The actuating means to provide movement for the shutter between open and close positions can be any conventional mechanical means. One example of the actuating means that controls the movement of the shutter could be an electromechanical toggle switch that moves between two positions. Whenever the switch receives a signal, the switch would move or toggle to the other position. In the present invention, the user could send an internal signal to the toggle to cause the shutter to move in the down or close and locked position. Later, the user would send another signal to the switch. Because the switch is in the down or locked position, the toggle would move to the up position thereby causing the shutter to move to the up position and thereby raise the shutter to unlock the security cable from the electronic device. Other components of a computer such the remote disk drive have some mechanical functions. In addition, other electronic devices such as cameras have internal mechanical devices that move shutters between multiple positions. Therefore, the implementation of a mechanical means to facilitate movement of the shutter in the present invention should be readily achievable.

The system of the present invention also provides for a method that will enable a user to initiate the locking and unlocking of the security device to the electronic device through the actual electronic device. Referring to FIG. 9, a signal is received by the process in step 54. This signal initiates the unlocking/unlocking process. The user can generate this command via the keyboard or by clicking an icon from a popup menu or other menu. Once the process receives this signal, step 56 sends a user verification request to the user. The user will need to supply some information to verify the authority of the user to activate this security process. In many instances, this information would be a user ID and a user password. The user ID and password can be matched to the identity of the particular electronic device. A data storage location within the device can contain a list of user ID's and passwords of particular user(s) that can access for the device for the purpose of changing the security of the device in accordance with this invention. The authentication process can also have the user supply biometric data or smart data as a way to verify the identity of the user desiring to change the security status of the device. The method of the present invention can also periodically prompt the user change the password as part of good security procedure.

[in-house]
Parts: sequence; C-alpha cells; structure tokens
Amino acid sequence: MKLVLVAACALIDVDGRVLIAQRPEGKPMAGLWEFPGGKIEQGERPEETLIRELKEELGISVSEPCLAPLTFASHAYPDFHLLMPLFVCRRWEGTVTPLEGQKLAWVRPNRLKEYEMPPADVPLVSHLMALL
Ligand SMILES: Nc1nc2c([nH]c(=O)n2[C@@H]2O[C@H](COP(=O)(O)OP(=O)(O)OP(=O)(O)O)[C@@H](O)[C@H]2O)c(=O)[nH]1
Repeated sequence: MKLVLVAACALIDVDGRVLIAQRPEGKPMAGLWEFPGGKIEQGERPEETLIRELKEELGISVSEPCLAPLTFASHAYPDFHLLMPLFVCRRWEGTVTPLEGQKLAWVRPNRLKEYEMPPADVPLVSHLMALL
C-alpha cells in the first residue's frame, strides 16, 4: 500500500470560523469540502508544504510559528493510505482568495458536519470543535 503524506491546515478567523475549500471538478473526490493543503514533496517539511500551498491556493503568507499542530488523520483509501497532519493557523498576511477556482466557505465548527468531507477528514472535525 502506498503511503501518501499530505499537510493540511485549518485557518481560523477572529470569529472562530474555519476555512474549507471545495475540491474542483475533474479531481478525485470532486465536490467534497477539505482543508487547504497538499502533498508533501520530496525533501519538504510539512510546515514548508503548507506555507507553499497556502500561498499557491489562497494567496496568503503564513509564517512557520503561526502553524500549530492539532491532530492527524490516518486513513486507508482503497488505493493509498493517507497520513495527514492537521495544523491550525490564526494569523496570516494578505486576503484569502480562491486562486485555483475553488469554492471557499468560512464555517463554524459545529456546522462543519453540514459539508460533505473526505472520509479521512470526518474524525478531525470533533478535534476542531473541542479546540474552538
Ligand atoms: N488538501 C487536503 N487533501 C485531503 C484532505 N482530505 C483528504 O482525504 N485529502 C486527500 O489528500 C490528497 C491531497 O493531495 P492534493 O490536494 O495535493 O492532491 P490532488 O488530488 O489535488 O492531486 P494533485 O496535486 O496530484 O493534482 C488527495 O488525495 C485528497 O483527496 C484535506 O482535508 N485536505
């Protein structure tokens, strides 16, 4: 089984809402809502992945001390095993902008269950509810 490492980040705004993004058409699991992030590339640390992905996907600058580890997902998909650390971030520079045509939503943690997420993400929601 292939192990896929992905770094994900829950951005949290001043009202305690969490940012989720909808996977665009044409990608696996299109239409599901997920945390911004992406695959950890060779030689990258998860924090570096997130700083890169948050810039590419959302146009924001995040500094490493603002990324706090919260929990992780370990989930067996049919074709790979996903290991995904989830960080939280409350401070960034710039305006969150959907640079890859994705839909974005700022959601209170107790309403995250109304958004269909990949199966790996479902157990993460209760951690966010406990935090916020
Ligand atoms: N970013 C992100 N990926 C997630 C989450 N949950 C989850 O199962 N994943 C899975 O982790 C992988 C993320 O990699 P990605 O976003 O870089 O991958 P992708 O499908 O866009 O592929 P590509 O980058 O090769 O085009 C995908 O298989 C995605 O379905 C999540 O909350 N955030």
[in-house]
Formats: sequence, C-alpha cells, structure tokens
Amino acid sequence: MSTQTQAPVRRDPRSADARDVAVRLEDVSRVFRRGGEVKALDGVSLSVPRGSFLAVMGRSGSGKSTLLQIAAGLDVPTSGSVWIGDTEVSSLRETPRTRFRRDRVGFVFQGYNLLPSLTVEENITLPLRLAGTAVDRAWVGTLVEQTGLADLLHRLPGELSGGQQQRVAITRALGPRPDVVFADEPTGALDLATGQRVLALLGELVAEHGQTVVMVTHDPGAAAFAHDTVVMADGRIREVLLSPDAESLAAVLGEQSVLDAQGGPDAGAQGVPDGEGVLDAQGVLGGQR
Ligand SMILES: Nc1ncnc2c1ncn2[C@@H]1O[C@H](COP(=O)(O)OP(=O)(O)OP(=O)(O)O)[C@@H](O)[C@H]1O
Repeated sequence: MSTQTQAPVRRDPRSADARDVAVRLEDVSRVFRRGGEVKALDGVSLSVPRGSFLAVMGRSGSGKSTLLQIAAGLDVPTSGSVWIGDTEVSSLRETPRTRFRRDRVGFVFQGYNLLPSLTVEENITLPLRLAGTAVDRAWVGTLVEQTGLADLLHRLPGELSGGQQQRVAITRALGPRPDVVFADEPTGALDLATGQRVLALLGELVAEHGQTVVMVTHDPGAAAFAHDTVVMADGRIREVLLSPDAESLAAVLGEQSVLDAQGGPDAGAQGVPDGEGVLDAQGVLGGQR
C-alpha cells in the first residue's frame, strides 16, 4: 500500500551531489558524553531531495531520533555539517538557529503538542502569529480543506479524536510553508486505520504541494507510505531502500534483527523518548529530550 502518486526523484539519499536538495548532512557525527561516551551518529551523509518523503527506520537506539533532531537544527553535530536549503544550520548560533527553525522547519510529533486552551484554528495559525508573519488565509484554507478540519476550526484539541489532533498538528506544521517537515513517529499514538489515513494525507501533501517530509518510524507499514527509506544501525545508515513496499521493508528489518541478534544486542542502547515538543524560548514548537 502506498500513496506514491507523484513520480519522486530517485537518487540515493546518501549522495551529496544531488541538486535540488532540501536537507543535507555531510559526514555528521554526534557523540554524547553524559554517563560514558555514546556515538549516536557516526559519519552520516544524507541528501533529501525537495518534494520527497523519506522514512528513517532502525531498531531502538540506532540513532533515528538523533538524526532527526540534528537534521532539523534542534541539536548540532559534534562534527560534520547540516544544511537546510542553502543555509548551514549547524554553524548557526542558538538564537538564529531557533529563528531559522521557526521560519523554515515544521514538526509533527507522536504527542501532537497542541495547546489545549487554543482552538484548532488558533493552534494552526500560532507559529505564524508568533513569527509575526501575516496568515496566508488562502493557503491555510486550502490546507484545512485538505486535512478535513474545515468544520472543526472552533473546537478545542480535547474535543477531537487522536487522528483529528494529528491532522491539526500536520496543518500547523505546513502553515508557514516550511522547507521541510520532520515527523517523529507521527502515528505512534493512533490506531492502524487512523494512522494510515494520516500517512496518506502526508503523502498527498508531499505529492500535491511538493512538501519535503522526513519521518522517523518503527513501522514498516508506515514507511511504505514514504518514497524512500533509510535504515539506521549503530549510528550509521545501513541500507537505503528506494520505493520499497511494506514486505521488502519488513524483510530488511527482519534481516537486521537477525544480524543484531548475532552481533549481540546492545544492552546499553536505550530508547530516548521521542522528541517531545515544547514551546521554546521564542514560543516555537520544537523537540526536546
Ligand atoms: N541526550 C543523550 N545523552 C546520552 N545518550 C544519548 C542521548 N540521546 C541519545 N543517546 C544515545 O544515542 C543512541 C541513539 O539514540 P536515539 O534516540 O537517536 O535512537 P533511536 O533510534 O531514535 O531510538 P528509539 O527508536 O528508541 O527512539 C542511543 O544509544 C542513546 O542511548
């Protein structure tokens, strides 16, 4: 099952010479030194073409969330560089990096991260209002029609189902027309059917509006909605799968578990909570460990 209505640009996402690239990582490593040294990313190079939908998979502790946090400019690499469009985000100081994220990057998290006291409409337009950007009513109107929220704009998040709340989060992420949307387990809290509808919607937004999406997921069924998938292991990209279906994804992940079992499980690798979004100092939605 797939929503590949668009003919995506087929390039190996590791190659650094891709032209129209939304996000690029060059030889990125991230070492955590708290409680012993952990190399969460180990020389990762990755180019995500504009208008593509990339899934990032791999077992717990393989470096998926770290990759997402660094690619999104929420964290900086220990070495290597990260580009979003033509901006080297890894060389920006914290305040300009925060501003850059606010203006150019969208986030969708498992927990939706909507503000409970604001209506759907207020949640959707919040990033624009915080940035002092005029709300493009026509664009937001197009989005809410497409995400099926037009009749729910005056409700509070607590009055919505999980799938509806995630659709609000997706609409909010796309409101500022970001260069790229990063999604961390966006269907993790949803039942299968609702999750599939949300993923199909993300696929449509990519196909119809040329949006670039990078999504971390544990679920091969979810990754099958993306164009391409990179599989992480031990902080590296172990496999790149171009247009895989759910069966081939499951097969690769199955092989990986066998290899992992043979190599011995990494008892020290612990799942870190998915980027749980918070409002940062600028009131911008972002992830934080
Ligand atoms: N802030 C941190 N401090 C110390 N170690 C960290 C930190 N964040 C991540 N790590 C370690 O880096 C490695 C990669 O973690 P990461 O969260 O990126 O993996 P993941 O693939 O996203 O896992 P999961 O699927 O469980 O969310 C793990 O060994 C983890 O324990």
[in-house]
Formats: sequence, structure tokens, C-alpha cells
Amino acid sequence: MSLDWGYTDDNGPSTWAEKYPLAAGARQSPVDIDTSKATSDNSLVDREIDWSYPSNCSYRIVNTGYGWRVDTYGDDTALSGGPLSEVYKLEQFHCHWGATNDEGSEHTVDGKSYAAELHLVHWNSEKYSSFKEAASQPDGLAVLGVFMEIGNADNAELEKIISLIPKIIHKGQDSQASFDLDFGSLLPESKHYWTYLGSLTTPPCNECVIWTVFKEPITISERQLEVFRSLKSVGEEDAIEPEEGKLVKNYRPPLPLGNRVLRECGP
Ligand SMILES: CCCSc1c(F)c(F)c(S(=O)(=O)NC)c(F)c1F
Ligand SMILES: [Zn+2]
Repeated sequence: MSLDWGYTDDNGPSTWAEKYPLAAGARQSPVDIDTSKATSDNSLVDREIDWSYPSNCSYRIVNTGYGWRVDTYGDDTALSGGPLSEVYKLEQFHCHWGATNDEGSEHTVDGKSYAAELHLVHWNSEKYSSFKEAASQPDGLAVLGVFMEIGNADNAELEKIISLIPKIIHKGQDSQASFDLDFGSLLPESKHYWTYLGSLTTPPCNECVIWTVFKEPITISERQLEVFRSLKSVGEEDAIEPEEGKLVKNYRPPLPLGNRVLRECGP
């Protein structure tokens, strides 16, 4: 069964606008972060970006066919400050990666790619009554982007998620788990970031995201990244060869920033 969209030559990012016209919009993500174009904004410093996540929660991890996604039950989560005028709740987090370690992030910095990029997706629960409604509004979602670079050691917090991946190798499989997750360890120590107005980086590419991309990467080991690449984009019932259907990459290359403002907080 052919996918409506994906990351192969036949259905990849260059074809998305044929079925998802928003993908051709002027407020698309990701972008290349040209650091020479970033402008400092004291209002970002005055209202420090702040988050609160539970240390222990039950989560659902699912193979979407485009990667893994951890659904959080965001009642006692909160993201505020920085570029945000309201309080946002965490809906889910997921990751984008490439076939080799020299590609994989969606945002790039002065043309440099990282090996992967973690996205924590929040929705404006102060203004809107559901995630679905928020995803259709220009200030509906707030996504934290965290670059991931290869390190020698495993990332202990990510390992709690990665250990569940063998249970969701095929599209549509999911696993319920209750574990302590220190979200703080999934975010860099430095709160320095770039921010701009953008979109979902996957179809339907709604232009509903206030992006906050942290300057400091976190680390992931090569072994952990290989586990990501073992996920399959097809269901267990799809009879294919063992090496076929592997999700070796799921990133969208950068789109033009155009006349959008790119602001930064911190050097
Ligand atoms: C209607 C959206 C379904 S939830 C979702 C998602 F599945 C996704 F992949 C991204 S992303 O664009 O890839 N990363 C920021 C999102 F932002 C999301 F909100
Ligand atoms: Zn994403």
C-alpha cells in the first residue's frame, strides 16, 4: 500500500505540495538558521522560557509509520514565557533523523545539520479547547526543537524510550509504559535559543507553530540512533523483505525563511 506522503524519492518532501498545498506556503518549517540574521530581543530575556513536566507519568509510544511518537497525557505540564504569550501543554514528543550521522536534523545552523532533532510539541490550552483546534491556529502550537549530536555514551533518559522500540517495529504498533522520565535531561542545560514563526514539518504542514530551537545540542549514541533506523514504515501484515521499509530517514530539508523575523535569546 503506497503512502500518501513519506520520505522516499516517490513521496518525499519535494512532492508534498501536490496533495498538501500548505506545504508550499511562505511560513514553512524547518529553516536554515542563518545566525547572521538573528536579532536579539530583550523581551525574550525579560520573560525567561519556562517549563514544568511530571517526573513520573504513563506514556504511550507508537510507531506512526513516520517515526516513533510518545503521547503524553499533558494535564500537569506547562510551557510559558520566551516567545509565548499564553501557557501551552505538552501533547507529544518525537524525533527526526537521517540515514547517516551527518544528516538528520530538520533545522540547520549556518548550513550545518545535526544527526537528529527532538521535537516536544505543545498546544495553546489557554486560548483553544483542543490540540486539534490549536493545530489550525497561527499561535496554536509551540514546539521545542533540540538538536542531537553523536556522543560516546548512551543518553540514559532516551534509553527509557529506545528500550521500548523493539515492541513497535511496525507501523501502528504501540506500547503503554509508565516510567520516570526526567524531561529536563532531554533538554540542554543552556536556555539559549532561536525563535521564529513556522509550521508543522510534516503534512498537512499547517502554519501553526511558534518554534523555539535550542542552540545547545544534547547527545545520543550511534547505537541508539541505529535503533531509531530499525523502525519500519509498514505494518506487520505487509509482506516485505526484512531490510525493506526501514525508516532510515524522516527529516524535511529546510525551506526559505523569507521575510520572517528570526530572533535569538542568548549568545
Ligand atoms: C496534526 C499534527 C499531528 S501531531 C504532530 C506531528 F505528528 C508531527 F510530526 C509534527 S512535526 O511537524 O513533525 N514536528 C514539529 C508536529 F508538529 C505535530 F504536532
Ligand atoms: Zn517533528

Step 58 will determine if there is a match between the user and the particular device. If the identified user has the authority to activate this process for the identified device, the initialization of the process will occur. Step 60 will send a signal to reverse the current position of the shutter. If the shutter is in the up and unlocked position, as shown in FIG. 7 a, the shutter will come down and be in the closed position shown in FIG. 8 a.